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Post-Script


["All men will see what you seem to be; only a few will know what you are, and those few will not dare to oppose the many who have the majesty of the state on their side to defend them."
Niccolo Machiavelli, 1532 A.D
.]

McVeigh is sentenced to death. We are all saved.

Anyone who believes this is brain dead and deserves the consequences. Lies beget new lies. Crimes beget new crimes. Murder begets new murder. Nothing has changed in people's thinking in five thousand years. If there is a blood sacrifice for the gods, all is well. The rule of ritual blood sacrifice is supplanting the rule of law, due process and constitutional rights under the rubric of "victims' rights." The regression to social barbarism is matched by individual regression to infantile magical thinking and The Lord of the Flies is the ultimate destination.[1353]

On June 2, 1997, Timothy McVeigh was convicted of all 11 counts in the federal indictment: eight counts of murdering federal agents, and one count each of possessing a weapon of mass destruction; of conspiring to use a weapon of mass destruction; and of destroying federal property with a weapon of mass destruction. The sentence was death by lethal injection.

In the trial, which was hailed as "brilliant," "textbook," and "close to perfect" by government legal pundits, prosecutors presented largely circumstantial evidence combined with emotional tales from bombing victims, and won immediate convictions.

In the last murder "trial of the century," prosecutors displayed an impressive array of hard, solid evidence against former football star O.J. Simpson and were met with acquittal.[1354]

Federal prosecutors introduced no witnesses who could have placed McVeigh in Oklahoma City on April 19 because McVeigh was always seen in the company of other suspects a can of worms the government, and the defense, could not afford to open. Yet while prosecutors interspersed relatively circumstantial evidence with heart-wrenching and completely irrelevant tales from tearful bombing victims, the defense wasn't allowed to present any expert witnesses debunking the government's "single bomb" theory, or any evidence linking other suspects to the crime!

Finally, just one month before the start of McVeigh's trial, the Dallas Morning News "leaked" alleged documentation that McVeigh had "admitted" to a defense team member Richard Reyna that he alone drove the Ryder truck to the Alfred P. Murrah Building (hardly a credible assertation at this point). Like the startling revelations of McVeigh's racing fuel purchases a year and-a-half after the fact, this well-timed ruse was engineered to resuscitate the government's rapidly deteriorating case.

While Jones' superbly crafted and highly revealing Writ of Mandamus barely registered a blip on the official radar screen of the mainstream press, McVeigh's highly dubious "confession" became the immediate focus of tabloid attention.

In documents recently discovered by the National Globe, it was learned that Lee Harvey Oswald made a "confession" to Dallas Police on November 22, in which he states that he, a) Acted alone; b) Had no ties with any mob or intelligence organizations; and c) Was mad at the President and wanted to make a political statement.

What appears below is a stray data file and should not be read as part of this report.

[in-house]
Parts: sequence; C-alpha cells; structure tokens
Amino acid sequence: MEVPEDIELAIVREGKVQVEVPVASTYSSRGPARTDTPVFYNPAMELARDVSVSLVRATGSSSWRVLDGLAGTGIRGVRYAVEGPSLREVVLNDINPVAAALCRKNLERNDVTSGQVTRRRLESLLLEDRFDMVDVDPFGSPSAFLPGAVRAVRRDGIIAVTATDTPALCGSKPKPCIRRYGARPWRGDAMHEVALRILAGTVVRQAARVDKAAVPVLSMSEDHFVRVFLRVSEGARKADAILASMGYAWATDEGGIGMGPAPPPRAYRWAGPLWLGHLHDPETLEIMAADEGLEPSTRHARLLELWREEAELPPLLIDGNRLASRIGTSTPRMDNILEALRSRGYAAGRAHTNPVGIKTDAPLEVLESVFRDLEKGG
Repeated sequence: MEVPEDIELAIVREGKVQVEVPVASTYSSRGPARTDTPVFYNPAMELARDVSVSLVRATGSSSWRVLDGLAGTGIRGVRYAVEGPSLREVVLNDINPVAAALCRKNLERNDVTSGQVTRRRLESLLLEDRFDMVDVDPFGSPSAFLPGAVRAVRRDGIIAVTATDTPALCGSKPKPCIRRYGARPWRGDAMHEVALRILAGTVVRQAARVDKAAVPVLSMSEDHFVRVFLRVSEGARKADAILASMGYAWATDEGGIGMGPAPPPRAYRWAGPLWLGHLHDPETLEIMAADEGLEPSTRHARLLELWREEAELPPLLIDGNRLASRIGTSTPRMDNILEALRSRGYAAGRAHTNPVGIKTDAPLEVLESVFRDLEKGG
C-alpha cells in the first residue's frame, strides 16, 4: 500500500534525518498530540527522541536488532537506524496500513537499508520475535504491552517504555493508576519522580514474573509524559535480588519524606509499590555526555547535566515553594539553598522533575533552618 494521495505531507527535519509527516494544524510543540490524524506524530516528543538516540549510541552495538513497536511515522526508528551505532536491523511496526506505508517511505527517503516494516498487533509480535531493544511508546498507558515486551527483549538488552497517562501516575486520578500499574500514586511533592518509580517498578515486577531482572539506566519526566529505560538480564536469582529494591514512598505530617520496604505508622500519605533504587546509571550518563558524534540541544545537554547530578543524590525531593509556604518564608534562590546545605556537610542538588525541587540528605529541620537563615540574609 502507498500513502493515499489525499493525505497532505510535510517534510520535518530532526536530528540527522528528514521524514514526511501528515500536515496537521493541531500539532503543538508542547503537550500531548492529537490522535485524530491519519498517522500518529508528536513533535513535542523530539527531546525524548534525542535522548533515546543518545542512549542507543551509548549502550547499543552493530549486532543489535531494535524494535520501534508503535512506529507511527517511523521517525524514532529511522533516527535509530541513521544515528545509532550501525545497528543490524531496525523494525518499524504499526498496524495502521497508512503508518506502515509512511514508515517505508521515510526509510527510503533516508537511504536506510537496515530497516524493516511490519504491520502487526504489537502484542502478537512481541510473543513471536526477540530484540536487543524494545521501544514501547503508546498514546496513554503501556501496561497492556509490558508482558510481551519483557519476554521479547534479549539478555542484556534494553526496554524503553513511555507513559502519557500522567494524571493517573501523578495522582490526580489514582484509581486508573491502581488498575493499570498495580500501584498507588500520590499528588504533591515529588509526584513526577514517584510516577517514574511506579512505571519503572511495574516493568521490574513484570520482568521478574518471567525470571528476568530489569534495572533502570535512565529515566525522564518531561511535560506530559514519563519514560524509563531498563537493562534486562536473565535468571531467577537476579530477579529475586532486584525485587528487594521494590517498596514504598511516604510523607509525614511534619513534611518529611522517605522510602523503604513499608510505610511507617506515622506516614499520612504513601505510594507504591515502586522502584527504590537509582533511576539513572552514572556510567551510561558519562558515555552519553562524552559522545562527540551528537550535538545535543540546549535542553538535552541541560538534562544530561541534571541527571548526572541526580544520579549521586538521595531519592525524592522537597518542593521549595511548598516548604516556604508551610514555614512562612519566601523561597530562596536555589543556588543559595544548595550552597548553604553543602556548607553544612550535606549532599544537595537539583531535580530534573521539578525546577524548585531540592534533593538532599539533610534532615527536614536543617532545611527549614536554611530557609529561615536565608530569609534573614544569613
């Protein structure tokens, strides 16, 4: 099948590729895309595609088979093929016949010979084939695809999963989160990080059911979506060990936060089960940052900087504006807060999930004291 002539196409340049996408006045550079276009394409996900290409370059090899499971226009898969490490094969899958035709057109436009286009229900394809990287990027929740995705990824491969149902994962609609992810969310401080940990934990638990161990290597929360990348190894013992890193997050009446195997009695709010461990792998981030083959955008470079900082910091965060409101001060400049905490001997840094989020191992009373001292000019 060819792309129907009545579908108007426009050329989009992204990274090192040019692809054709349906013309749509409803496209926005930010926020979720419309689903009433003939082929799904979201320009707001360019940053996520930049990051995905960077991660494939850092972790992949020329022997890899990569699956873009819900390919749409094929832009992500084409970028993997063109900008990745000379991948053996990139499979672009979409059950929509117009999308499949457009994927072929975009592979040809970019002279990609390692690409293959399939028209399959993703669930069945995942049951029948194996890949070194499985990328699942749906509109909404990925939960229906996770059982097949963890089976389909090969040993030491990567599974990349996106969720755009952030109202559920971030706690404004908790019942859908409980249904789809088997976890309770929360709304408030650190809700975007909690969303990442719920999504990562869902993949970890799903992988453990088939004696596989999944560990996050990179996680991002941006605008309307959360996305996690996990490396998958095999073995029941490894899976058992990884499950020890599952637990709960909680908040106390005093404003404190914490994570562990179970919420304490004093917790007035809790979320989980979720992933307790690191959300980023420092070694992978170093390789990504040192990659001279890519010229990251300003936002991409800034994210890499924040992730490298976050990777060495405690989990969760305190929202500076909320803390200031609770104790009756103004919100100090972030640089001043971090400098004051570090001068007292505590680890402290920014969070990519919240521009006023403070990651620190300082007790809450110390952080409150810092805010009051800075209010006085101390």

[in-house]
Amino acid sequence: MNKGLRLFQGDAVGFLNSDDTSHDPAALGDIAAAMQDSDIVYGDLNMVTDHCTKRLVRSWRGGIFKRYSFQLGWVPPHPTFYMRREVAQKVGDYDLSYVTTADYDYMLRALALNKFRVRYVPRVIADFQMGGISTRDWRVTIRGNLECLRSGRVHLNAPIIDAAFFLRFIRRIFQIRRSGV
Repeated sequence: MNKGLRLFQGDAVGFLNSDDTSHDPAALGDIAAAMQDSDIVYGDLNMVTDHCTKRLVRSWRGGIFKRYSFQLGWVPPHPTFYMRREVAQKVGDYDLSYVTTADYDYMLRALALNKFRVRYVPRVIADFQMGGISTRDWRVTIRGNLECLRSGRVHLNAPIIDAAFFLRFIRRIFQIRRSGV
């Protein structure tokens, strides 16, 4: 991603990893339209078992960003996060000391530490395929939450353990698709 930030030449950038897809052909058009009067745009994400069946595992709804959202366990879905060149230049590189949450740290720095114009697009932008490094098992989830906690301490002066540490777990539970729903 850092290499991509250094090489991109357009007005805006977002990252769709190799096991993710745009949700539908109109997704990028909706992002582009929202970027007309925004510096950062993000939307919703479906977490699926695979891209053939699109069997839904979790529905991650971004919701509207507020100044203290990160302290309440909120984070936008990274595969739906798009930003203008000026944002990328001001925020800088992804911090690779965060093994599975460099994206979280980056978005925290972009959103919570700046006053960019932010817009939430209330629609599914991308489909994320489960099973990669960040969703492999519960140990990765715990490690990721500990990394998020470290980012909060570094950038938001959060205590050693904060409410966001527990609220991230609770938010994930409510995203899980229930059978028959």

"That should put this controversy to rest for all time," said former president and Warren Commission member Gerald Ford.

Lee Harvey Oswald didn't live to tell the truth. Timothy McVeigh chose not to speak it. Yet, as Stephen Jones noted, if McVeigh dies, the truth may die with him.

While Judge Richard Matsch bared much of the relevant evidence pertaining to the case, he permitted numerous victims' completely irrelevant testimony about their personal trauma, obviously designed to sway the emotions of an ignorant and confused jury.

Matsch also barred ATF informant Carol Howe's testimony as "irrelevant," saying that it "would confuse or mislead the jury." Howe's attorney, Clark Brewster, said his client could have given "compelling testimony in support of a potential conspiracy theory."

The trial was also one of the most secretive ever held. According to the Associated Press, a "review of 1,000 documents filed between Feb. 20 and Sept. 5 found 75 percent of the records have been at least partially sealed."[1355]

Given the mainstream media's largely acquiescent attitude towards the government's fairy tale, it would hardly have mattered. One of the most important and revealing documents in the case, McVeigh's Writ of Mandamus, was dismissed as a concoction of conspiracy theories designed to cast doubt on McVeigh's guilt. Judge Matsch would have no part of "conspiracy theories." He ordered all important exhibits of McVeigh's Writ sealed.

While Jones and the government both decided that McVeigh couldn't receive a fair trial in Oklahoma, critics argued that the case was moved to Denver to put it under the careful control of federal lap-dog Richard Matsch. In one of the most controversial environmental cases ever, Matsch used a one-sided hearing to brush aside charges that radioactive contamination from the Rocky Flats nuclear weapons plant near Denver was adversely undermining the health of area residents.